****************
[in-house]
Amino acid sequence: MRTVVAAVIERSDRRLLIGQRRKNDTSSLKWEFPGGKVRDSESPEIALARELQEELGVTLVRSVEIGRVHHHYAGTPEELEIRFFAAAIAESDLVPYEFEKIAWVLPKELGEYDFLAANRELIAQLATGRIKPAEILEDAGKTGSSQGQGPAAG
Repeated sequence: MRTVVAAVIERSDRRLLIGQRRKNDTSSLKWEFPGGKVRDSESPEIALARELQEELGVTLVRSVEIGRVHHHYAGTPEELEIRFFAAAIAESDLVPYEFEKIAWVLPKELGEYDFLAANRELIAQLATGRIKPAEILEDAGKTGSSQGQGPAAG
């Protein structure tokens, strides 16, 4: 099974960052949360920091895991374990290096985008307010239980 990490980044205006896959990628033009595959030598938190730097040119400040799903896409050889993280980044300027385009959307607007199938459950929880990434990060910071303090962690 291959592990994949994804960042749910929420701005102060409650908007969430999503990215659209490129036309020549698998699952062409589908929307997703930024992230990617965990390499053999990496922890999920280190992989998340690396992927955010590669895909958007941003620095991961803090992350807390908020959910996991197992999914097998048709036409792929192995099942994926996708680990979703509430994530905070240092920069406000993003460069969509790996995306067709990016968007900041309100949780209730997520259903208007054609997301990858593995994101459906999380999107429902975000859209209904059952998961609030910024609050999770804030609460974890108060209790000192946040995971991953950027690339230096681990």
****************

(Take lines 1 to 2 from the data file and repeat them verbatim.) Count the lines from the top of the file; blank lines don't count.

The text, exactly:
[in-house]
Amino acid sequence: MRTVVAAVIERSDRRLLIGQRRKNDTSSLKWEFPGGKVRDSESPEIALARELQEELGVTLVRSVEIGRVHHHYAGTPEELEIRFFAAAIAESDLVPYEFEKIAWVLPKELGEYDFLAANRELIAQLATGRIKPAEILEDAGKTGSSQGQGPAAG